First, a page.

- It is used to treat some kidney problems.
- If your child has an allergy to this drug or any part of this drug.
- If your child is allergic to any drugs like this one or any other drugs, foods, or other substances. Tell the doctor about the allergy and what signs your child had, like rash; hives; itching; shortness of breath; wheezing; cough; swelling of face, lips, tongue, or throat; or any other signs.
If your child is breast-feeding a baby:
- Be sure your child does not breast-feed a baby while taking this drug.
- Tell all of your child’s health care providers that your child is taking this drug. This includes your child’s doctors, nurses, pharmacists, and dentists.
- Have your child avoid tasks or actions that call for alertness until you see how this drug affects your child. These are things like riding a bike, playing sports, or using items such as scissors, lawnmowers, electric scooters, toy cars, or motorized vehicles.
- Have blood work checked as you have been told by the doctor. Talk with the doctor.
- Have your child’s urine checked as you have been told by the doctor.
- Get your child an eye exam as you have been told by the doctor.
- Alcohol may interact with this drug. Be sure your child does not drink alcohol.
- This drug may raise the chance of ulcers or bleeding from the stomach or bowel. Talk with the doctor.
- If your child’s weight changes, talk with the doctor. The dose of this drug may need to be changed.
If your child is pregnant:
- Tell the doctor if your child is pregnant or becomes pregnant. You will need to talk about the benefits and risks of your child using this drug while pregnant.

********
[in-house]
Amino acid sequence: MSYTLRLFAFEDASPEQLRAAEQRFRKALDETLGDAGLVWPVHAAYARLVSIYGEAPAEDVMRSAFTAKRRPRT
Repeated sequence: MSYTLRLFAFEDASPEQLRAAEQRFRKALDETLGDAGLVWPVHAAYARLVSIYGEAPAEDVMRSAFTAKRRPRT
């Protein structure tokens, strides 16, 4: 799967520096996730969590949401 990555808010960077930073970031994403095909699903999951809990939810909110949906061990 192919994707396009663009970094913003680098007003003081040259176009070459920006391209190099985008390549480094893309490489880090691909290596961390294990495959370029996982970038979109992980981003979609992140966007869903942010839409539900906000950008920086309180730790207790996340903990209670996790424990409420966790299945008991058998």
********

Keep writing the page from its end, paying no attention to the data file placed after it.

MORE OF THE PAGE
- Signs of an allergic reaction, like rash; hives; itching; red, swollen, blistered, or peeling skin with or without fever; wheezing; tightness in the chest or throat; trouble breathing, swallowing, or talking; unusual hoarseness; or swelling of the mouth, face, lips, tongue, or throat.
- Signs of electrolyte problems like mood changes, confusion, muscle pain or weakness, a heartbeat that does not feel normal, seizures, not hungry, or very bad upset stomach or throwing up.
- Ringing in ears.
- Dizziness or passing out.
- Feeling very sleepy.
- Eye pain.
- Black, tarry, or bloody stools.
- Throwing up blood or throw up that looks like coffee grounds.
- Belly pain.
- Upset stomach or throwing up.
- Not hungry.
- Not able to pass urine or change in how much urine is passed.
- Feeling very tired or weak.
- Low mood (depression).
- A very bad skin reaction (toxic epidermal necrolysis) may happen. It can cause very bad health problems that may not go away, and sometimes death. Get medical help right away if your child has signs like red, swollen, blistered, or peeling skin (with or without fever); red or irritated eyes; or sores in the mouth, throat, nose, or eyes.
- Raised pressure in the brain has happened with this drug. Most of the time, this will go back to normal after this drug is stopped. Sometimes, loss of eyesight may happen and may not go away even after this drug is stopped. Call the doctor right away if your child has a headache or eyesight problems like blurred eyesight, seeing double, or loss of eyesight.
- Very bad skin problems like stretch marks, joint problems, and bone problems like broken bones and deformed bones have happened with this drug. Call the doctor right away if your child has any skin changes or bone or joint pain.
- Low white blood cell counts have happened with this drug. This may lead to a higher chance of getting an infection. Call your child’s doctor right away if your child has signs of infection like fever, chills, or sore throat.